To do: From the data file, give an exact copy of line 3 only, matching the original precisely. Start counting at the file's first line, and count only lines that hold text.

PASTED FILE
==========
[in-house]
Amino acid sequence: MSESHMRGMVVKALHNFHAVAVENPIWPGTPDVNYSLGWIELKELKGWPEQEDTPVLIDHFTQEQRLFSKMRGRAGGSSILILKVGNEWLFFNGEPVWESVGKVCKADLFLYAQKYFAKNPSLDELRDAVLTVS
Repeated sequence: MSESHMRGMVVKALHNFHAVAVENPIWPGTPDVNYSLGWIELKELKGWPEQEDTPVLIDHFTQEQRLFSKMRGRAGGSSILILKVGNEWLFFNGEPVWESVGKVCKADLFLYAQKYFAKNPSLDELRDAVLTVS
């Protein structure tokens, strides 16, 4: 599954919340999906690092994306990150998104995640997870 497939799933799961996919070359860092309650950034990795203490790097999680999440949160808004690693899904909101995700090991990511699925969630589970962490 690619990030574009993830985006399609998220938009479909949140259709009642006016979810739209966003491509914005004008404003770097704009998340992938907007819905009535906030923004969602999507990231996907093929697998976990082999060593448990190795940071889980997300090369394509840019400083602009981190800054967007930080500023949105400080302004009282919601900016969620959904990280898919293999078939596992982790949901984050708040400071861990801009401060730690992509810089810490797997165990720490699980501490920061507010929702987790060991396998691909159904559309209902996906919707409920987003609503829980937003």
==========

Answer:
Repeated sequence: MSESHMRGMVVKALHNFHAVAVENPIWPGTPDVNYSLGWIELKELKGWPEQEDTPVLIDHFTQEQRLFSKMRGRAGGSSILILKVGNEWLFFNGEPVWESVGKVCKADLFLYAQKYFAKNPSLDELRDAVLTVS